TAF1, associated with intellectual disability in humans, is essential for embryogenesis and regulates neurodevelopmental processes in zebrafish.

Gudmundsson S, Wilbe M, Filipek-Górniok B, Molin A, Ekvall S, Johansson J, Allalou A, Gylje H, Kalscheuer VM, Ledin J, Annerén G, Bondeson M

Sci Rep 9 (1) 10730 [2019-07-24; online 2019-07-24]

The TATA-box binding protein associated factor 1 (TAF1) protein is a key unit of the transcription factor II D complex that serves a vital function during transcription initiation. Variants of TAF1 have been associated with neurodevelopmental disorders, but TAF1's molecular functions remain elusive. In this study, we present a five-generation family affected with X-linked intellectual disability that co-segregated with a TAF1 c.3568C>T, p.(Arg1190Cys) variant. All affected males presented with intellectual disability and dysmorphic features, while heterozygous females were asymptomatic and had completely skewed X-chromosome inactivation. We investigated the role of TAF1 and its association to neurodevelopment by creating the first complete knockout model of the TAF1 orthologue in zebrafish. A crucial function of human TAF1 during embryogenesis can be inferred from the model, demonstrating that intact taf1 is essential for embryonic development. Transcriptome analysis of taf1 zebrafish knockout revealed enrichment for genes associated with neurodevelopmental processes. In conclusion, we propose that functional TAF1 is essential for embryonic development and specifically neurodevelopmental processes.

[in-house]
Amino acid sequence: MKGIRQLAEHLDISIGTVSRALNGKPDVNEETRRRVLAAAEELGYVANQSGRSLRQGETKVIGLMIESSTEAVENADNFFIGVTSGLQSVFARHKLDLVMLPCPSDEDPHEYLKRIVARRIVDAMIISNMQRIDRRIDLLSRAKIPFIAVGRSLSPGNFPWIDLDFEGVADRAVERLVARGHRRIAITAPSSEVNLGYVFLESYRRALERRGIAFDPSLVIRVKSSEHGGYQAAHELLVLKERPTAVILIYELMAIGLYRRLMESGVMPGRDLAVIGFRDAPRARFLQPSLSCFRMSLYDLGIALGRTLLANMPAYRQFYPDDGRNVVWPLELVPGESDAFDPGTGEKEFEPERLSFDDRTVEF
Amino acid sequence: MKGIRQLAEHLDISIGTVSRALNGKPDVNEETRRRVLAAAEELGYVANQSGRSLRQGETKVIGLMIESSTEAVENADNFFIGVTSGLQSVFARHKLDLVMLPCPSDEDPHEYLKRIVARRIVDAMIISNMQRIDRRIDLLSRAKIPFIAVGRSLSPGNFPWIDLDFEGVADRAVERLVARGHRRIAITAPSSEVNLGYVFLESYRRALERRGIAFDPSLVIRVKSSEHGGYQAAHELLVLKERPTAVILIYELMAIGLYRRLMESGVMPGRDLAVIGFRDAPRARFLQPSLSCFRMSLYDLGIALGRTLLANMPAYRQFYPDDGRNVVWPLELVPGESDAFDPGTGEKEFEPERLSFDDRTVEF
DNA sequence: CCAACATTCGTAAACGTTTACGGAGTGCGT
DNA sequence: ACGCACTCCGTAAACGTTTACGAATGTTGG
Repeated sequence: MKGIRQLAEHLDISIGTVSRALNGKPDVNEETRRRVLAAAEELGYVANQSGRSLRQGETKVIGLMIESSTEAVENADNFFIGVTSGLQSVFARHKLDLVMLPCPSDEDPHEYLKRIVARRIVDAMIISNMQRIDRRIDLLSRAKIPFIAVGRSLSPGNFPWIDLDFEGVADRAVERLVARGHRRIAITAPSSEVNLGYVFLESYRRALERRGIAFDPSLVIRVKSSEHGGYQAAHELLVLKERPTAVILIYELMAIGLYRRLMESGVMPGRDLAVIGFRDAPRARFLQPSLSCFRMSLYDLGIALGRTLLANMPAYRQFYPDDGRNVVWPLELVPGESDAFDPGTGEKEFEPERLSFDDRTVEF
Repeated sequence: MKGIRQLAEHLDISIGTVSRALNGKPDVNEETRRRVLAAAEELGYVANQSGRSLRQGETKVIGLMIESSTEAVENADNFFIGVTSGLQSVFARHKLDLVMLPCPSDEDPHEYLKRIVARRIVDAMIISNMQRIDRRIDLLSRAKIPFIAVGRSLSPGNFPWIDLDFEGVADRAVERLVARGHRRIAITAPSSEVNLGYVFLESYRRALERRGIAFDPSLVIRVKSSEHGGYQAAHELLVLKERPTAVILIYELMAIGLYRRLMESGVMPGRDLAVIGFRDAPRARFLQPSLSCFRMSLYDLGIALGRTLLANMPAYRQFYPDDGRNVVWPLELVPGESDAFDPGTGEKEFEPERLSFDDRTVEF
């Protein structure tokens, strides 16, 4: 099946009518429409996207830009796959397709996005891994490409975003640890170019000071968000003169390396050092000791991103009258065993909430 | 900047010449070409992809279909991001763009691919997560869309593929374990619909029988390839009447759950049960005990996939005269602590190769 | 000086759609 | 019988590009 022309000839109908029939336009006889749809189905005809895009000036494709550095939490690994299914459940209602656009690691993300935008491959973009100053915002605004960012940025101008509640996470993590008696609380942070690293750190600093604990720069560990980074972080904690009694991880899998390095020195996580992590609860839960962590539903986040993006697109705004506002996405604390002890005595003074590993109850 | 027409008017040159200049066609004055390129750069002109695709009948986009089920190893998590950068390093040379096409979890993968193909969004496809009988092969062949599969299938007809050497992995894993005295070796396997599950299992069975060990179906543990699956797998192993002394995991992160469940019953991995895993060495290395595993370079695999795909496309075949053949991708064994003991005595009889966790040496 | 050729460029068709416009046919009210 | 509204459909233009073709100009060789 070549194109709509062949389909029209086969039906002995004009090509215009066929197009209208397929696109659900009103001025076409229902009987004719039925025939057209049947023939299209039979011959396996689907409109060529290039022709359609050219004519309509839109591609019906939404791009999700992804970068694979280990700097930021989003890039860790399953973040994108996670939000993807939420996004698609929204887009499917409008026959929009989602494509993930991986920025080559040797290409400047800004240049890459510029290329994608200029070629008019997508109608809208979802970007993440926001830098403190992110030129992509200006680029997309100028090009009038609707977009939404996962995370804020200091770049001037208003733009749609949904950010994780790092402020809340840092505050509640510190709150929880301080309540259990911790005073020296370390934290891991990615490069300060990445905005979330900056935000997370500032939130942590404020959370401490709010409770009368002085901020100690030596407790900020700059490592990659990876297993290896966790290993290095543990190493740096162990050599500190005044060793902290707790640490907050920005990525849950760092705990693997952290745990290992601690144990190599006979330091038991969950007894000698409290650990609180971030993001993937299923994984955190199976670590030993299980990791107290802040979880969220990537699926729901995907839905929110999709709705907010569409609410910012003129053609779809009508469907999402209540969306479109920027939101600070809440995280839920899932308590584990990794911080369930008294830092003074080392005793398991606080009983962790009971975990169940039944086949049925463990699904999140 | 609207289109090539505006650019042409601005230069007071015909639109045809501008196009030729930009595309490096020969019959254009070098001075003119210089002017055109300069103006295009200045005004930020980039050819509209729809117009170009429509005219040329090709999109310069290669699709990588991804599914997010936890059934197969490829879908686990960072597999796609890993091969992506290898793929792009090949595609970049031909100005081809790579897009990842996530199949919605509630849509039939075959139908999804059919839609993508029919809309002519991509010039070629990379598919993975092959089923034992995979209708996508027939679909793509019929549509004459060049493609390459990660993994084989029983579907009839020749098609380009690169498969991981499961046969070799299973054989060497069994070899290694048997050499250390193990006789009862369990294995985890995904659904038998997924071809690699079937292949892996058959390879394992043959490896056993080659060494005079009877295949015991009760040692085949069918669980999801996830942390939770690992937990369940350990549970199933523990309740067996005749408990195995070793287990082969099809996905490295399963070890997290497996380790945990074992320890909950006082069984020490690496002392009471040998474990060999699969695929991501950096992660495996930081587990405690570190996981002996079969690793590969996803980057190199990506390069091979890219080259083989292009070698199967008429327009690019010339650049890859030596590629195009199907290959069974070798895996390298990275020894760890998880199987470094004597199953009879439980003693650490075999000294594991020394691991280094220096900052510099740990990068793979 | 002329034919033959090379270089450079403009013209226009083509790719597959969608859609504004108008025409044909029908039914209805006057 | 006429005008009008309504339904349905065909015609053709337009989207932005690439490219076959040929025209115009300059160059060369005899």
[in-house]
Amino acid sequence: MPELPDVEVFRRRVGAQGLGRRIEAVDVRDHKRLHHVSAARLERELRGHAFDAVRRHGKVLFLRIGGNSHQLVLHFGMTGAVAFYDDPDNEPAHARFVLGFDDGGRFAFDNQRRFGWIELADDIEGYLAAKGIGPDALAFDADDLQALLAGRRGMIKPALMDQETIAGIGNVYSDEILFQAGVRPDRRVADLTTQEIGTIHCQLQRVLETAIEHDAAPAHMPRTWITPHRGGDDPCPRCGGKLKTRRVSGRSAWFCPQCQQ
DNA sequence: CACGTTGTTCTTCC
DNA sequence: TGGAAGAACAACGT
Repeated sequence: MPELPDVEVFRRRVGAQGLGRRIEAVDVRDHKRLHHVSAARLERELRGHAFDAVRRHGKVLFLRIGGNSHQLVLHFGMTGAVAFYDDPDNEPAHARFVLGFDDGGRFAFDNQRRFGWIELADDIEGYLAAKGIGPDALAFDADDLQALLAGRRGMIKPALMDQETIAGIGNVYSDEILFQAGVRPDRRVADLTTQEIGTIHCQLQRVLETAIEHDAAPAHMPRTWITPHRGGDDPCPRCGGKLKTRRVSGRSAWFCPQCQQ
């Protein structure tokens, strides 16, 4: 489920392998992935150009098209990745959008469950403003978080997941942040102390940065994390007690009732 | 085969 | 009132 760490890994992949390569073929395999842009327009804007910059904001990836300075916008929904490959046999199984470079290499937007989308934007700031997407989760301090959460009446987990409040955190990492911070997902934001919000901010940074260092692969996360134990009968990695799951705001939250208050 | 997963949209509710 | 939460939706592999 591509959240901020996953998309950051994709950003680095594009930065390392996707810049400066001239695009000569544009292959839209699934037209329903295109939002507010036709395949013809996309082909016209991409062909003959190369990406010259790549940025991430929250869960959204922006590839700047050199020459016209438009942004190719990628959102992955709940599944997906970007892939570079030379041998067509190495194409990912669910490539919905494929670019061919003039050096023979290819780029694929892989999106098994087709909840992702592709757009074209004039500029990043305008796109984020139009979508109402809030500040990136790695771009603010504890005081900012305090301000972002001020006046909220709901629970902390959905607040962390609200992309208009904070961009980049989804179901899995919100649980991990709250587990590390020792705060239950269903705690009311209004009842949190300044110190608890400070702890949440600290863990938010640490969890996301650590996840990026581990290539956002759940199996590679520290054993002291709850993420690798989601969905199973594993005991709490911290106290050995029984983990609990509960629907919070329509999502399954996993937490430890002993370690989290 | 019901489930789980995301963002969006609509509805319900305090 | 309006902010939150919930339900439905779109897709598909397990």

BioImage Informatics [Collaborative]

Bioinformatics Support and Infrastructure [Service]

Bioinformatics Support for Computational Resources [Service]

Bioinformatics Support, Infrastructure and Training [Service]

Clinical Genomics Uppsala [Collaborative]

Genome Engineering Zebrafish [Collaborative]

NGI Uppsala (SNP&SEQ Technology Platform) [Service]

National Genomics Infrastructure [Service]

PubMed 31341187

DOI 10.1038/s41598-019-46632-8

Crossref 10.1038/s41598-019-46632-8

pii: 10.1038/s41598-019-46632-8
pmc: PMC6656882

Publications 9.5.0